The Poorhouse Fair Summary
At the Diamond County Home for the Aged it is the day of the annual fair, when the elderly men and women set up stands and sell such homemade products as quilts, candy, and peach-stone carvings to visitors from nearby communities. This year, the great day gets off to a bad start. Two of the home’s residents, or inmates—John Hook, a ninety-four-year-old former schoolteacher, and Billy Gregg, a seventy-year-old retired electrician—discover that the home’s porch chairs have had name tags attached, and hereafter each inmate is to occupy only the chair assigned to him or her. This latest action by Mr. Conner, the prefect of the institution, provides an opportunity for protest.
Misunderstandings and misadventures add to Conner’s burden of do-gooding humanitarianism. When Gregg introduces a diseased stray cat onto the grounds, Conner orders Buddy, the prefect’s adoring assistant, to shoot the animal. Ted, a teenage truck driver, knocks down part of a stone wall while delivering cases of Pepsi-Cola for the fair. A pet parakeet belonging to Martha Lucas, the wife of George Lucas, a former real estate salesman, gets loose in the infirmary. When rain threatens to ruin the fair, the inmates take refuge in the community sitting room, where Hook and Conner argue the ideals of an older America of faith and idealism against the theories of scientific determinism and social perfectibility.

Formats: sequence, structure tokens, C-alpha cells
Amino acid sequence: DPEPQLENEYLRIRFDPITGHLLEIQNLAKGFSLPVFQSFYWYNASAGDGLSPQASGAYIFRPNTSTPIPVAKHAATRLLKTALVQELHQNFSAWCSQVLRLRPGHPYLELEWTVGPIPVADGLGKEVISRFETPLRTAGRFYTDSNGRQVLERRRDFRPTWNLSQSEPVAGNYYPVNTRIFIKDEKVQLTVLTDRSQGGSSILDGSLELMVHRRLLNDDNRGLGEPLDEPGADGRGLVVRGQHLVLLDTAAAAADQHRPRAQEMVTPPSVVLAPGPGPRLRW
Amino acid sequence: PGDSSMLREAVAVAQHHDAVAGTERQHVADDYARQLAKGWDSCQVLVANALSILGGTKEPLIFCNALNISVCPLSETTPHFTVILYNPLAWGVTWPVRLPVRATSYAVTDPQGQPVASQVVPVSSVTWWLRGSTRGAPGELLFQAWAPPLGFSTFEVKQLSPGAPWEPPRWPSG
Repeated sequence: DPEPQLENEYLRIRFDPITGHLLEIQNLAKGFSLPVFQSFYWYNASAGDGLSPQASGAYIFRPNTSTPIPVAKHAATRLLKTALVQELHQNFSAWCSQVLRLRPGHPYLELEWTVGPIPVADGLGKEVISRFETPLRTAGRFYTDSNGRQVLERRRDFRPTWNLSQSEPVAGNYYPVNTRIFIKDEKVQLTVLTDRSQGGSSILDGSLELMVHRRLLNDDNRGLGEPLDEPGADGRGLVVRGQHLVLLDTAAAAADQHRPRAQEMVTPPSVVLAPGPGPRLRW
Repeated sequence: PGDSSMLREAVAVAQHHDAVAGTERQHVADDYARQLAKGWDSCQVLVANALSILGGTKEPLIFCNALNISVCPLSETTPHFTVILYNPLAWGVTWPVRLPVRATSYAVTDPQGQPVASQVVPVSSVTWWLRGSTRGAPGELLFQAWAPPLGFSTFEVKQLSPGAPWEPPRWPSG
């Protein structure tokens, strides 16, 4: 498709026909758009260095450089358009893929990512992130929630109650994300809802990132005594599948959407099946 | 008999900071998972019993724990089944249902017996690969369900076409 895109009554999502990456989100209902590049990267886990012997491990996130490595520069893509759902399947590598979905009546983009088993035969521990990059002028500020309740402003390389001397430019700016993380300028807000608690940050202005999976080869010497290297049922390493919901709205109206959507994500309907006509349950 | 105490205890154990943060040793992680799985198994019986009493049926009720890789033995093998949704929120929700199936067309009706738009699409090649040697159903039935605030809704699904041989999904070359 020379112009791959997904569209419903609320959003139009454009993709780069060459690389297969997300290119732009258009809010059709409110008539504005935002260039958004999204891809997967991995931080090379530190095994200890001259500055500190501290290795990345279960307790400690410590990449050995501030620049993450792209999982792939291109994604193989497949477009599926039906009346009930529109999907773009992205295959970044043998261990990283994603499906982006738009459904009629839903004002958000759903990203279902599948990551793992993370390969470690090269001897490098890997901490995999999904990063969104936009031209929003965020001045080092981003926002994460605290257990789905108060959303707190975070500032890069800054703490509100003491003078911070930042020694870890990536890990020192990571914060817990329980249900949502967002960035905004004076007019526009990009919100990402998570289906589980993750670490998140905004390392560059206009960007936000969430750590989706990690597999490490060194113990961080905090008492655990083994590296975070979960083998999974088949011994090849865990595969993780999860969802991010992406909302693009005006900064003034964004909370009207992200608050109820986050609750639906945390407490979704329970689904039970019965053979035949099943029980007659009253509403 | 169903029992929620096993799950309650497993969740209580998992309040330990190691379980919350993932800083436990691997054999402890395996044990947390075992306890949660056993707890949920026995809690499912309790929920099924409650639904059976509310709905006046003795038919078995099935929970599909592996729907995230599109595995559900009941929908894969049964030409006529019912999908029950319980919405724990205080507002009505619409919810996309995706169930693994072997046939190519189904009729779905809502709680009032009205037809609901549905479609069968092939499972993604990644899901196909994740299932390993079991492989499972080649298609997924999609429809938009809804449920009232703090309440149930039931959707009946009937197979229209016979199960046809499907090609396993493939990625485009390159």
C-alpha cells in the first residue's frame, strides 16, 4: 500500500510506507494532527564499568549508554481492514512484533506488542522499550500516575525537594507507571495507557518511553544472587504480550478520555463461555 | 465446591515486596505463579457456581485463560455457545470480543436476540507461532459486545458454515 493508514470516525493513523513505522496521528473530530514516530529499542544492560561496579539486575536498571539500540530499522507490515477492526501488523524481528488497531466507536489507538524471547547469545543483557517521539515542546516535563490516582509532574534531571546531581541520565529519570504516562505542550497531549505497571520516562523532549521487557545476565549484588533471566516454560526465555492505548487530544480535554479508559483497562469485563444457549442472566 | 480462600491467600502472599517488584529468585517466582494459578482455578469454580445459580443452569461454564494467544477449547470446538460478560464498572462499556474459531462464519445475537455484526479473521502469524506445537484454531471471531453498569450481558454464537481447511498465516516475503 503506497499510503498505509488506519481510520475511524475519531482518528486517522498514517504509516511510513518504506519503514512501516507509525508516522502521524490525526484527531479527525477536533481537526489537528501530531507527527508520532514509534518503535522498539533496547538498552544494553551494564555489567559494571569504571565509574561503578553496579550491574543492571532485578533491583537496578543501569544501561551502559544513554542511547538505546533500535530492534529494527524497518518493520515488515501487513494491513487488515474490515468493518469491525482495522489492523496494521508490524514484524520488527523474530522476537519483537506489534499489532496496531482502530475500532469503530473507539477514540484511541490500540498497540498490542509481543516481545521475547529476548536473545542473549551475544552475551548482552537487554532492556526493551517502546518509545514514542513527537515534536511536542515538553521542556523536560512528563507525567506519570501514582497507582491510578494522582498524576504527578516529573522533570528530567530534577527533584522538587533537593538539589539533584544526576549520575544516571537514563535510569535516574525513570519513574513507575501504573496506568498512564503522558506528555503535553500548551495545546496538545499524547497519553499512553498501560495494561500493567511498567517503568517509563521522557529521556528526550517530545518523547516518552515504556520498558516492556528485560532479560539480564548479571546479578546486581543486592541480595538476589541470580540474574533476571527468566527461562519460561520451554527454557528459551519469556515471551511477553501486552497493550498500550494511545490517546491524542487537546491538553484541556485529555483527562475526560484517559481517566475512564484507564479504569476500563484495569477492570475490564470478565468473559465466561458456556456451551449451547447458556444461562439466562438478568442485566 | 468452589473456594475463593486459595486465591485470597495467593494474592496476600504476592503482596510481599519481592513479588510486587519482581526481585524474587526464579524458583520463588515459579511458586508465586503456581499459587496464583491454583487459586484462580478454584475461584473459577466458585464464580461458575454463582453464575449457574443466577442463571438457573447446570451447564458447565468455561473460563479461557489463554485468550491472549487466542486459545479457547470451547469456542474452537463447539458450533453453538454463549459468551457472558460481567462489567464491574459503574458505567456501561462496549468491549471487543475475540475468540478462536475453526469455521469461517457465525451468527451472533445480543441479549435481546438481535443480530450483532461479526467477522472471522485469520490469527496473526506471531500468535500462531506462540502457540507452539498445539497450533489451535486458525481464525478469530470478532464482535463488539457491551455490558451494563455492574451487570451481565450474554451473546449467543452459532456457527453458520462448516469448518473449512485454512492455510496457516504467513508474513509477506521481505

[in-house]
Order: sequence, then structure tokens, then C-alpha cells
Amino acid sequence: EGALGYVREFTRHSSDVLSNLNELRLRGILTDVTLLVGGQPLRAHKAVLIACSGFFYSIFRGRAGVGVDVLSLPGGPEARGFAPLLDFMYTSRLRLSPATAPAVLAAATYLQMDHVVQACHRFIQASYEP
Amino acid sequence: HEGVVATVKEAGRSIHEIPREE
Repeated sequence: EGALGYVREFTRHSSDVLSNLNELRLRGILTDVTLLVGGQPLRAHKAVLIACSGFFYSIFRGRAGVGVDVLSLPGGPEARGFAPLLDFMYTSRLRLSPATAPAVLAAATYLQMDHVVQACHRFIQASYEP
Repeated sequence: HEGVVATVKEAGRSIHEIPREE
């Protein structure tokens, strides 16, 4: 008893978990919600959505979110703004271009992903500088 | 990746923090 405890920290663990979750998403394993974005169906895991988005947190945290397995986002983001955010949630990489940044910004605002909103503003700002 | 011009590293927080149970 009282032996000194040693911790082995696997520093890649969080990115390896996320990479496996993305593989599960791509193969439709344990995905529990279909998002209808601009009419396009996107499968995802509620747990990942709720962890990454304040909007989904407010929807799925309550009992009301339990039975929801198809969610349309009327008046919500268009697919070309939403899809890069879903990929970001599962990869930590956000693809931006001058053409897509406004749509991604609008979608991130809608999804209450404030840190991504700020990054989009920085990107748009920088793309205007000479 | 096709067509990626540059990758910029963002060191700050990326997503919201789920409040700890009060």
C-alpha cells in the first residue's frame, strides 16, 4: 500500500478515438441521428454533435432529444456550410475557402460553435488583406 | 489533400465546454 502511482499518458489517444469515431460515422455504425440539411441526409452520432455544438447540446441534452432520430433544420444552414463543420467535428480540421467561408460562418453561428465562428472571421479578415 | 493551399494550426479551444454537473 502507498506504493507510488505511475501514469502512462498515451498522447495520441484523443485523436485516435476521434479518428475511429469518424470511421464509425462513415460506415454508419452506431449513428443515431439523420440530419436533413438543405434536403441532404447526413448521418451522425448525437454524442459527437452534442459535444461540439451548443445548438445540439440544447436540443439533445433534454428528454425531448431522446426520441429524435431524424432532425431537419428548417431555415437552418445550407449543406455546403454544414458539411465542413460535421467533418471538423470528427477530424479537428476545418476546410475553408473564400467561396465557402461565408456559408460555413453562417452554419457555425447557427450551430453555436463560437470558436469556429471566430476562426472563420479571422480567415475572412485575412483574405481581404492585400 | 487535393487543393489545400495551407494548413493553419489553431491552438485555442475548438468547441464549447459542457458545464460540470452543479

Hook, a gentle, meditative man, looks back to the days of William Howard Taft, a period when Americans had greater political freedom (despite economic uncertainty), pride of craftsmanship, and, in times of private or public calamity, trust in God. Filled with that sense of satisfaction that is time’s final gift to the old, he has faith in the possible virtue of humanity. Hook believes that this quality of virtue redeems the human animal’s capacity for folly and evil because such virtue brings humanity close to the idea of God.
In contrast, in Conner’s brave new world there is no more place for God than there is for error. Fanatical in his belief in progress,...
(The entire section is 537 words.)